Upgrading the Volt

General Motors asks Chevy Volt owners to take cars in to dealers for repairs to better protect the vehicles’ batteries.
General Motors is advising Chevrolet Volt owners to return their electric cars to dealers for repairs that will better protect the vehicles’ batteries. The Volt has a T-shaped, 400-pound battery pack that can power the car for about 35 miles. After that, a small gasoline generator kicks in to run the electric motor.

GM’s request comes after three Volt batteries caught fire following severe side-impact crash tests. The fires occurred one to three weeks after the crashes, which caused damage to the plastic battery pack and prompted coolant to leak.

Chevy service workers will be adding a steel plate to the battery pack to allow the force of a crash to spread over a larger area, a process that will only take a few hours. Dealerships will begin the repairs in February on the 8,000 Volts currently in customers’ driveways as well as 4,000 vehicles on their way to dealer lots. The steel reinforcement will also be pre-installed on all Volts produced in the future.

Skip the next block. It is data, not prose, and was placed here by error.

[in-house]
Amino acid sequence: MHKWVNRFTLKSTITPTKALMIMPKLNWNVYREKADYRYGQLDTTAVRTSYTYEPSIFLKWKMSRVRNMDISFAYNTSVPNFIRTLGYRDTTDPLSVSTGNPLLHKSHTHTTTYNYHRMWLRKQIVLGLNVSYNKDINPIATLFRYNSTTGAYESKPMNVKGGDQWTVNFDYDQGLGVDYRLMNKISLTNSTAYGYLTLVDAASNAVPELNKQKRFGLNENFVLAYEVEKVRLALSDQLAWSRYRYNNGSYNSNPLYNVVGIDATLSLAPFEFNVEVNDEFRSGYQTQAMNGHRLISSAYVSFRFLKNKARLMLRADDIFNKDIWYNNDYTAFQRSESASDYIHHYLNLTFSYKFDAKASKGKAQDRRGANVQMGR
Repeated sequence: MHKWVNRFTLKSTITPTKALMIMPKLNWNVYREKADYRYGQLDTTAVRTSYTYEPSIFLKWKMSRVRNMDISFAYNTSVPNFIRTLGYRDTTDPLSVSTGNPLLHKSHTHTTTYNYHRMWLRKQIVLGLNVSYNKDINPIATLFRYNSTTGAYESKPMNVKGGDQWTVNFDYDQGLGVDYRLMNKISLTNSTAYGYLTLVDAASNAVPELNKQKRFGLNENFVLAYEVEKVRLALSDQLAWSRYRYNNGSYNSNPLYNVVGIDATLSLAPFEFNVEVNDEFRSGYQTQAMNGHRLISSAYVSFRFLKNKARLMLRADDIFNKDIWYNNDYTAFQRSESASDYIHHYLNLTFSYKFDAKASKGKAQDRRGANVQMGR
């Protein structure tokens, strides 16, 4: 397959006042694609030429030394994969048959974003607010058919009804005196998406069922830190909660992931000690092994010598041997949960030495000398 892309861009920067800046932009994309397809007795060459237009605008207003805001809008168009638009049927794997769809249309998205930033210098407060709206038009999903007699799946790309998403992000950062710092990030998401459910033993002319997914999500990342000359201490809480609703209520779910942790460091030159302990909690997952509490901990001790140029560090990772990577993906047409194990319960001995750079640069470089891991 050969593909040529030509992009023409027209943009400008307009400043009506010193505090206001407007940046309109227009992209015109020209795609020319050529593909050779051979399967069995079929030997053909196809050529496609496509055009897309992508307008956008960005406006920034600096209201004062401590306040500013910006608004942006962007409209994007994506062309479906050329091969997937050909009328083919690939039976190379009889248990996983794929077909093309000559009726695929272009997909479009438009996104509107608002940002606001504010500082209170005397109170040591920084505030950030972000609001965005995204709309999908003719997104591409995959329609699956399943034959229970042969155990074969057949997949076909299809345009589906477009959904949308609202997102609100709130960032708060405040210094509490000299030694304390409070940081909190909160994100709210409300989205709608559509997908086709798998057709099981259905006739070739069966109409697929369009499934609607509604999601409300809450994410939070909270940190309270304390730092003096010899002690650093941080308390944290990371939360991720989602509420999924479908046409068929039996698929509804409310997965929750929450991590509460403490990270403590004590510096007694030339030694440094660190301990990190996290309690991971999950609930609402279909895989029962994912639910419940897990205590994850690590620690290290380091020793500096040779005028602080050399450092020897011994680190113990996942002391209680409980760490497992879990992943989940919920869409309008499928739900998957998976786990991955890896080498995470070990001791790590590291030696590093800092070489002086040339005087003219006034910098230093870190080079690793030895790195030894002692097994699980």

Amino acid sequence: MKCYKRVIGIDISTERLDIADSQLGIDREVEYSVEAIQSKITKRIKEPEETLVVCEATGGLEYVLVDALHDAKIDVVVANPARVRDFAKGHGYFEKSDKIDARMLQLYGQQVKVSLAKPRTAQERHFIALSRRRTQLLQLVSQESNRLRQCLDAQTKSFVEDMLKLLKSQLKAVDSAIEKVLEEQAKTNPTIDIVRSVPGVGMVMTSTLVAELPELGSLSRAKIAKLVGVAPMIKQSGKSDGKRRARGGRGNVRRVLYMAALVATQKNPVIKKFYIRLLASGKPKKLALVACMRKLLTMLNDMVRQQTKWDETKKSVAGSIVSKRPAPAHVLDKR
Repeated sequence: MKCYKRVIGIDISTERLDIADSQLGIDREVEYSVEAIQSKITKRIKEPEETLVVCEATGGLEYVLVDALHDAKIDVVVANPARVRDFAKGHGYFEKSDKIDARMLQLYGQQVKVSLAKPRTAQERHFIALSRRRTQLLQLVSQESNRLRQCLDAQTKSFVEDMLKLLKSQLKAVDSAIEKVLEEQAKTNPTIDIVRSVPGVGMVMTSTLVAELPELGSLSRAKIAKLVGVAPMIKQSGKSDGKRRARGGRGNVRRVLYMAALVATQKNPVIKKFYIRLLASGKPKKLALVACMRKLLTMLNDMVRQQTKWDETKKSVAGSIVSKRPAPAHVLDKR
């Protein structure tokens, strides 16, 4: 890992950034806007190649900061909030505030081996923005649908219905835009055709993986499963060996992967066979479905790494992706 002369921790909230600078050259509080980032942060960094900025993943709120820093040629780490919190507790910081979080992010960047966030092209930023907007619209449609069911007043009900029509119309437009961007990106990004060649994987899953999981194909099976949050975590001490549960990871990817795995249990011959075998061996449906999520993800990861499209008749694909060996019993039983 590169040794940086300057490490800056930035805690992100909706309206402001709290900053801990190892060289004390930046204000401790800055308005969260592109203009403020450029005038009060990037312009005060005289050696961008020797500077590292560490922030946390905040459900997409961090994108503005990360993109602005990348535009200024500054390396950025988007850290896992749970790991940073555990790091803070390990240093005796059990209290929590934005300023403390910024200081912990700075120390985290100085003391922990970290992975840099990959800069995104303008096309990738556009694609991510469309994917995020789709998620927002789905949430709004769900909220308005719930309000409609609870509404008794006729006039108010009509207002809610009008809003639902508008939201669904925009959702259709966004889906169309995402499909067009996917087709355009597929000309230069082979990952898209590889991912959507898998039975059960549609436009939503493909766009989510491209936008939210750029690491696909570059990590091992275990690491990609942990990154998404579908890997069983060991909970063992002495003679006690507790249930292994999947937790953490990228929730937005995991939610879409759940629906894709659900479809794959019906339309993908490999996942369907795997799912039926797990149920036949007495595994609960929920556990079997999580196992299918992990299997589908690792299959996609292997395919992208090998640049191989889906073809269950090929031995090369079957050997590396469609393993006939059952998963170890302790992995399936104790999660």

In a statement, the National Highway Traffic Safety Administration (NHTSA) said it crashed a Volt with GM’s new steel safeguard in a side-pole impact test and found no signs of damage to the vehicle’s battery compartment or coolant leakage. However, as a precaution, NHTSA continues to monitor the crashed vehicle.

General Motors continues to stress that the Volt, which had its best-selling month this past December, is safe, earning a five-star government crash test rating and a Top Safety Pick designation from the Insurance Institute for Highway Safety. “This technology should inspire confidence and pride, not raise any concern or doubt,” said Mark Reuss, president of GM’s North American operations.